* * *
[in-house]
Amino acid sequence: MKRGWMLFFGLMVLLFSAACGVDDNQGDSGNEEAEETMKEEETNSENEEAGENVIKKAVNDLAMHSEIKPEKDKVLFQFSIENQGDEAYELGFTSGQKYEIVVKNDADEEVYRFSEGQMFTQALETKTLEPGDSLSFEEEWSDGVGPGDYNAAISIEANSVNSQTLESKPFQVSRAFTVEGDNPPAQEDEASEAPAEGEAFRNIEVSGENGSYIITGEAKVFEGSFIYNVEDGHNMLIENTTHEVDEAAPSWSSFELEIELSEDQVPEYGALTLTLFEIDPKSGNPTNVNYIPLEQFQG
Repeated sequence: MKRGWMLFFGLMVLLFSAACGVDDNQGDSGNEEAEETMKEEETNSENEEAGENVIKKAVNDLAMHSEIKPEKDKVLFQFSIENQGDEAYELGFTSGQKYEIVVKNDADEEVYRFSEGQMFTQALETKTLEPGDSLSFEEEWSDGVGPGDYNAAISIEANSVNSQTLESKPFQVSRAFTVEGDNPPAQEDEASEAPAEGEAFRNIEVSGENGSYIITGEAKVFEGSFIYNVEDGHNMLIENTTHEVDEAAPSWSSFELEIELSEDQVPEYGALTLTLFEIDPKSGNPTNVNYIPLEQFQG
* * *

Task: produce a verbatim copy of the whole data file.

[in-house]
Amino acid sequence: MKRGWMLFFGLMVLLFSAACGVDDNQGDSGNEEAEETMKEEETNSENEEAGENVIKKAVNDLAMHSEIKPEKDKVLFQFSIENQGDEAYELGFTSGQKYEIVVKNDADEEVYRFSEGQMFTQALETKTLEPGDSLSFEEEWSDGVGPGDYNAAISIEANSVNSQTLESKPFQVSRAFTVEGDNPPAQEDEASEAPAEGEAFRNIEVSGENGSYIITGEAKVFEGSFIYNVEDGHNMLIENTTHEVDEAAPSWSSFELEIELSEDQVPEYGALTLTLFEIDPKSGNPTNVNYIPLEQFQG
Repeated sequence: MKRGWMLFFGLMVLLFSAACGVDDNQGDSGNEEAEETMKEEETNSENEEAGENVIKKAVNDLAMHSEIKPEKDKVLFQFSIENQGDEAYELGFTSGQKYEIVVKNDADEEVYRFSEGQMFTQALETKTLEPGDSLSFEEEWSDGVGPGDYNAAISIEANSVNSQTLESKPFQVSRAFTVEGDNPPAQEDEASEAPAEGEAFRNIEVSGENGSYIITGEAKVFEGSFIYNVEDGHNMLIENTTHEVDEAAPSWSSFELEIELSEDQVPEYGALTLTLFEIDPKSGNPTNVNYIPLEQFQG